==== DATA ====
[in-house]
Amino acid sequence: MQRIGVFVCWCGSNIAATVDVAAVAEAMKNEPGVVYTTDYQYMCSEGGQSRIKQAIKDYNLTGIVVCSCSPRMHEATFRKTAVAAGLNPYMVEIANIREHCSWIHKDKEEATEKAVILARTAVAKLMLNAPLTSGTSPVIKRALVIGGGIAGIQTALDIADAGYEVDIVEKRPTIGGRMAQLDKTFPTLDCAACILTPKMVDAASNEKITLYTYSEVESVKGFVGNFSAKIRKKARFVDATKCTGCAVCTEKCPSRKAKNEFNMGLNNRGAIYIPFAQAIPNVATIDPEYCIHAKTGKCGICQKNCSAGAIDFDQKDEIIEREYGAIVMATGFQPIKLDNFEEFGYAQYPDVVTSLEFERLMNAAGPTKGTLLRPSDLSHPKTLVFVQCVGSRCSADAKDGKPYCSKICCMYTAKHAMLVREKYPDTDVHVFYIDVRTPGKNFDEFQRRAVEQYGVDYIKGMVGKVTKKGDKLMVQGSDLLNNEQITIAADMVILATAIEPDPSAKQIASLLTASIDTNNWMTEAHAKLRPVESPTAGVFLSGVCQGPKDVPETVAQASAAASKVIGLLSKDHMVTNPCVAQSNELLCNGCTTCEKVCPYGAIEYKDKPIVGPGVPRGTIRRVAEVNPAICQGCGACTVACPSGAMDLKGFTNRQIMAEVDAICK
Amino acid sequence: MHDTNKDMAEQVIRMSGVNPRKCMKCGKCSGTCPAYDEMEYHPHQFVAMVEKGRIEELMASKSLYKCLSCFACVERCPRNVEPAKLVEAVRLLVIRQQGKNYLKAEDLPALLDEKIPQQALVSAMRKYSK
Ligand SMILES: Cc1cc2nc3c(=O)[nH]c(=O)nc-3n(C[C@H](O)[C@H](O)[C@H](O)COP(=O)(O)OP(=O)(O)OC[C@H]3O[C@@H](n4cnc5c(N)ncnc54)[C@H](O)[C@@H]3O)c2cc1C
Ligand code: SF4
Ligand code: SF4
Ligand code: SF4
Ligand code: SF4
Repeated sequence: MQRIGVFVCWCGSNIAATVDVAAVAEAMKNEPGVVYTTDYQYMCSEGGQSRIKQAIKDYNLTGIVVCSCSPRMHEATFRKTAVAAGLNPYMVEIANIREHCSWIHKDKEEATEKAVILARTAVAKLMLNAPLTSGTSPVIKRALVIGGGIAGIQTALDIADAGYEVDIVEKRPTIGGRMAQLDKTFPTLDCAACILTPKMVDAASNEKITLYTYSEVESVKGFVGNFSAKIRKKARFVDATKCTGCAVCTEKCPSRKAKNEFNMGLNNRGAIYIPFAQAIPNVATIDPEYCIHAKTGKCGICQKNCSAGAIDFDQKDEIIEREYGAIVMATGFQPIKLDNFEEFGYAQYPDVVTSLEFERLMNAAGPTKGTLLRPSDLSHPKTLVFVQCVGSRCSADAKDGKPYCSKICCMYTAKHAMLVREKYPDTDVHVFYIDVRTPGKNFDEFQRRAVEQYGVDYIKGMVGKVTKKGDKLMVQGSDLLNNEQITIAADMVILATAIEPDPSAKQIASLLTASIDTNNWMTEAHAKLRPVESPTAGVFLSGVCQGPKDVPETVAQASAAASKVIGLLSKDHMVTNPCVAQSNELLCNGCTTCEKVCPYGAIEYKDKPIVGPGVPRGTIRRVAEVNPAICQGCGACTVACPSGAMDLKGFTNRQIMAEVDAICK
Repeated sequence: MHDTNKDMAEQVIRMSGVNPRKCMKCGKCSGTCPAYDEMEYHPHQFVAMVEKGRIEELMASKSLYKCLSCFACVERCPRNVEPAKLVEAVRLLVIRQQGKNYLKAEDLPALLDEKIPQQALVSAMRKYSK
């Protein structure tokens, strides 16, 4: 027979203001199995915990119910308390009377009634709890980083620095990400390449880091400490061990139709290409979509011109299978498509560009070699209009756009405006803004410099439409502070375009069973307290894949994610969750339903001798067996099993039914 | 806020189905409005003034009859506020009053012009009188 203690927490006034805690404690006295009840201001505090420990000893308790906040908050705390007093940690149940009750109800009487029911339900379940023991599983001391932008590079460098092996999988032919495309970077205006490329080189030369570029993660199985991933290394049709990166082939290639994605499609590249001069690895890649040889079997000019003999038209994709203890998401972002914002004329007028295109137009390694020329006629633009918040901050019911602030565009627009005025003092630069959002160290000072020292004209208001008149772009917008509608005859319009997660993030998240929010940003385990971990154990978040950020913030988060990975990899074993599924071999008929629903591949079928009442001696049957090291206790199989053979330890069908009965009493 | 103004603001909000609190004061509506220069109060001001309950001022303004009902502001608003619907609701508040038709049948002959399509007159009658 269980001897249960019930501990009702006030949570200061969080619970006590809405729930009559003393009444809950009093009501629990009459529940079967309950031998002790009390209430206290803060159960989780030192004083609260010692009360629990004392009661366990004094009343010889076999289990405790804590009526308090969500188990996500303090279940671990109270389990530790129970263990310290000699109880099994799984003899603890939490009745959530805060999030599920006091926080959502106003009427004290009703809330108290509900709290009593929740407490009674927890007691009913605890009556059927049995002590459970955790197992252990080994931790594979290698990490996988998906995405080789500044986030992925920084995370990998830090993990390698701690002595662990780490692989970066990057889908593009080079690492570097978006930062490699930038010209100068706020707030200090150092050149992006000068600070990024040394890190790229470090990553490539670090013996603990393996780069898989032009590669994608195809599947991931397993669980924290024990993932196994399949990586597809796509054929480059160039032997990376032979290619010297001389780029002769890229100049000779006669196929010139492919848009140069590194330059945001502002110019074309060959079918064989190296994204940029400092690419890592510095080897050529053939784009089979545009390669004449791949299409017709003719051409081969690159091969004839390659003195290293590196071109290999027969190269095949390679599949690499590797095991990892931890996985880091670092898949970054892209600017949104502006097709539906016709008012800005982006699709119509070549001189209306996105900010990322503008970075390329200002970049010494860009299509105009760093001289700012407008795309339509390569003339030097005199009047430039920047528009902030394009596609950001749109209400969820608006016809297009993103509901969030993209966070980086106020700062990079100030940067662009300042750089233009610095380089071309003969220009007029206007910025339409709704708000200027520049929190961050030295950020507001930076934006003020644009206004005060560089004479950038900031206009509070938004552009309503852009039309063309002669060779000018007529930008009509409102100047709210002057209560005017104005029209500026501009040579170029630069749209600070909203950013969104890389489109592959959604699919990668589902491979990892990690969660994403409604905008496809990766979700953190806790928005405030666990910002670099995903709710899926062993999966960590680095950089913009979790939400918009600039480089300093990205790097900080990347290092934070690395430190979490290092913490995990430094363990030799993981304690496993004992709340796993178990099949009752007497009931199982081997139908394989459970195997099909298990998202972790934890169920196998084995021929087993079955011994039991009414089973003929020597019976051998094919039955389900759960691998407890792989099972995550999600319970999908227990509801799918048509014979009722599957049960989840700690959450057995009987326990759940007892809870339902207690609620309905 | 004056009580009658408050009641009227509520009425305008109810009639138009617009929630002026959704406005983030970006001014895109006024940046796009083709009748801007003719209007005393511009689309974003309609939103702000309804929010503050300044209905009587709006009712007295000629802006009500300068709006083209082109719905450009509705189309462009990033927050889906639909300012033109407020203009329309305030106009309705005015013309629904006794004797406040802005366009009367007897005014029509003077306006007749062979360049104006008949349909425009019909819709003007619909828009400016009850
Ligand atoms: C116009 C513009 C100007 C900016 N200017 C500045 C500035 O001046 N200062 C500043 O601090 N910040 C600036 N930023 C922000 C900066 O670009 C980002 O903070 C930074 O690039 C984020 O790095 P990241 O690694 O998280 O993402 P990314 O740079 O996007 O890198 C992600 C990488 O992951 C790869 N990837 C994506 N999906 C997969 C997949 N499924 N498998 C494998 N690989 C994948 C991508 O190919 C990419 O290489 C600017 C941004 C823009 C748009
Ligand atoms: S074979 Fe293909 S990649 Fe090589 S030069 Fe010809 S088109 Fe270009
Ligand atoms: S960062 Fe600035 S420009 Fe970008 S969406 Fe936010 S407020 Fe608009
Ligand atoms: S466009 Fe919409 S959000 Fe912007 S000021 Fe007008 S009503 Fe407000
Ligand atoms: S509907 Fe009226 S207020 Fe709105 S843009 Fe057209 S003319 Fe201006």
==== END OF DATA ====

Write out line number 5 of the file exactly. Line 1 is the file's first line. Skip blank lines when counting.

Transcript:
Ligand code: SF4